DAR # 29973 - served as private and sergeant of the Mass. militia. Rev War Image- Abigail Sears for Jonathan Sears Series: M805 Roll: 723 Image: 738 File: W15318 Page: 1 of 5 Widow of Jonathan Sears decd who died 18th February 1808 of Franklin in the State of Massa who wa a Sgt & Pri in the Company commanded by Col Dike in the Massa line for ??? sergeant ??? & 7 days ?? inscribed on the Roll of Massa at the rate of 50 Dollars 77 cents, per annum, to commence on the 4th day of March, 1831. Cert of Pension ifsued the 28th day of Feb 1838 and sent ... arrears to the 4th of Sep 1834 $330, Revolutionary Claim act 4 Jul 1836 Section the 3d Book A, Vol 2, page 59 ..make the following declarartion- that she is the widow of Jonathan Sear who was a soldier in the war of the revolution in the american service two different terms as a private and sergeant in the years 1775,1776 and 1777 making in the whole twelve months of military service...that the said Jonathan sometime in the year 1775 enlisted as a private soldier for six months in a company of which Capt Hamilton was captain, and Joseph Griffith and Samuel Bassett were lieutenants, and that said company was stationed at Eastham in the county of Barnstable and state of Massachusetts aforesaid for the whole of said term of six months, and that the said Jonathan Sears served the whole of said term...month of September in the year  enlisted as a sergeant into a company commanded by Cpt Abijah Bangs for six months and that said company was stationed at Boston for the wholeof said term... She further declares that she was lawfully married to the said Jonathan Sears then an inhabitant of Harwich in the county of Barnstable and state of Mass..on the  day of September in the year of our Lord  and that she was the lawful wife of the said Jonathan Sears during the whole of his terms of service...until the death of said Jonathan..., who died at Ashfield in said county of Franklin and commonwealth of Mass.. aforesaidon the  day of February in the year... and that she has ever since remained a widow and unmarried, as will appear by the proofs hereunto annexed. Signed Abigail Sears History of Ashfield, p. 22 Jonathan Sears Sr, his grandson, Joseph Sears, tells us, was a lieutenant in the army, and a few days before the birth of his son Jonathan, he had a furlough and came home to his family for a short time.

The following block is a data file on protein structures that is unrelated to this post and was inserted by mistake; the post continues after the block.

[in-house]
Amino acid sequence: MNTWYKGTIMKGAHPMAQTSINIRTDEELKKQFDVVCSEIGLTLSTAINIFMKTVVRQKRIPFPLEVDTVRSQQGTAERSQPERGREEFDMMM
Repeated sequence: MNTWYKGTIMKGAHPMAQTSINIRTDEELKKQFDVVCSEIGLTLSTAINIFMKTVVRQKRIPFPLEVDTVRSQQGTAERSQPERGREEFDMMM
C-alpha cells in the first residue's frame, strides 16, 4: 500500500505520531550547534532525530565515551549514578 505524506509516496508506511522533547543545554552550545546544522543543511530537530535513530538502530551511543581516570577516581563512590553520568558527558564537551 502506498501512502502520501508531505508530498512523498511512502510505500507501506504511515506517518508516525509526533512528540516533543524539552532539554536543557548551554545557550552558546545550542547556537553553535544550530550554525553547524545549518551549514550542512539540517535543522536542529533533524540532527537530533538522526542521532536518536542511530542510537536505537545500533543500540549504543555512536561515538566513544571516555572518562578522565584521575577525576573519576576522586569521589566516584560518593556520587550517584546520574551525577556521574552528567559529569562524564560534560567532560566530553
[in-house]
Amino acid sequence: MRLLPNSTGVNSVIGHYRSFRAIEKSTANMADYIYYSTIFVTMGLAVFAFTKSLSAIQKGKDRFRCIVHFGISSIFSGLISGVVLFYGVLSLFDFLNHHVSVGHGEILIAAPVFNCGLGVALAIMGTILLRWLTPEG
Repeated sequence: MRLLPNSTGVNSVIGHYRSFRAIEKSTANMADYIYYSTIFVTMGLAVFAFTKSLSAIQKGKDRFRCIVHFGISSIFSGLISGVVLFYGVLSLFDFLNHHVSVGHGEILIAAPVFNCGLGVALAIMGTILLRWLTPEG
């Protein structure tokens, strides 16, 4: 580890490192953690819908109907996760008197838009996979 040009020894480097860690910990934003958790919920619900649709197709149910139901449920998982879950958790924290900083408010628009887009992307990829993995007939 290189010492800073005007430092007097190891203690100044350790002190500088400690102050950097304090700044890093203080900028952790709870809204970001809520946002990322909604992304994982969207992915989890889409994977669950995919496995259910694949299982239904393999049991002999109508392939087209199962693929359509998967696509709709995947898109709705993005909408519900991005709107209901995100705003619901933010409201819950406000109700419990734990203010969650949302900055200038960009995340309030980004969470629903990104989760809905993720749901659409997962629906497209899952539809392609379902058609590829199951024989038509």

SEARS, Jonathan Bapt Corner Cem Ashfield MA 68 Abstract of Graves of Revolutionary Patriots, Vol.4, p. -Serial: ; Volume: